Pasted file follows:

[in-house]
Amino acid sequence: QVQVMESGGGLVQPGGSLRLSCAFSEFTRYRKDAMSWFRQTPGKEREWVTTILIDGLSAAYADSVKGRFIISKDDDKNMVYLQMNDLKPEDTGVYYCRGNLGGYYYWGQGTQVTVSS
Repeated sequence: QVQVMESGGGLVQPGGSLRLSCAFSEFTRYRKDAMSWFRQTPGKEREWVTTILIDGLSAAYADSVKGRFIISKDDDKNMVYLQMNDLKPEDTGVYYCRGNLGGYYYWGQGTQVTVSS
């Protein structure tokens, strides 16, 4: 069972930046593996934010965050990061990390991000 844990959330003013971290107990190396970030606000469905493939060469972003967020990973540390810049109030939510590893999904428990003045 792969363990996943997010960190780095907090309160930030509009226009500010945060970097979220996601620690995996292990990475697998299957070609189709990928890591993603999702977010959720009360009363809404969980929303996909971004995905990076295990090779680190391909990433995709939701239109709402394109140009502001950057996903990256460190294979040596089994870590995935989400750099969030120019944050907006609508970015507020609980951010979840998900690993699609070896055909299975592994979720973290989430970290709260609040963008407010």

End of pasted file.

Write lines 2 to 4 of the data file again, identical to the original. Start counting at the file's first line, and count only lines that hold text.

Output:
Amino acid sequence: QVQVMESGGGLVQPGGSLRLSCAFSEFTRYRKDAMSWFRQTPGKEREWVTTILIDGLSAAYADSVKGRFIISKDDDKNMVYLQMNDLKPEDTGVYYCRGNLGGYYYWGQGTQVTVSS
Repeated sequence: QVQVMESGGGLVQPGGSLRLSCAFSEFTRYRKDAMSWFRQTPGKEREWVTTILIDGLSAAYADSVKGRFIISKDDDKNMVYLQMNDLKPEDTGVYYCRGNLGGYYYWGQGTQVTVSS
């Protein structure tokens, strides 16, 4: 069972930046593996934010965050990061990390991000 844990959330003013971290107990190396970030606000469905493939060469972003967020990973540390810049109030939510590893999904428990003045 792969363990996943997010960190780095907090309160930030509009226009500010945060970097979220996601620690995996292990990475697998299957070609189709990928890591993603999702977010959720009360009363809404969980929303996909971004995905990076295990090779680190391909990433995709939701239109709402394109140009502001950057996903990256460190294979040596089994870590995935989400750099969030120019944050907006609508970015507020609980951010979840998900690993699609070896055909299975592994979720973290989430970290709260609040963008407010």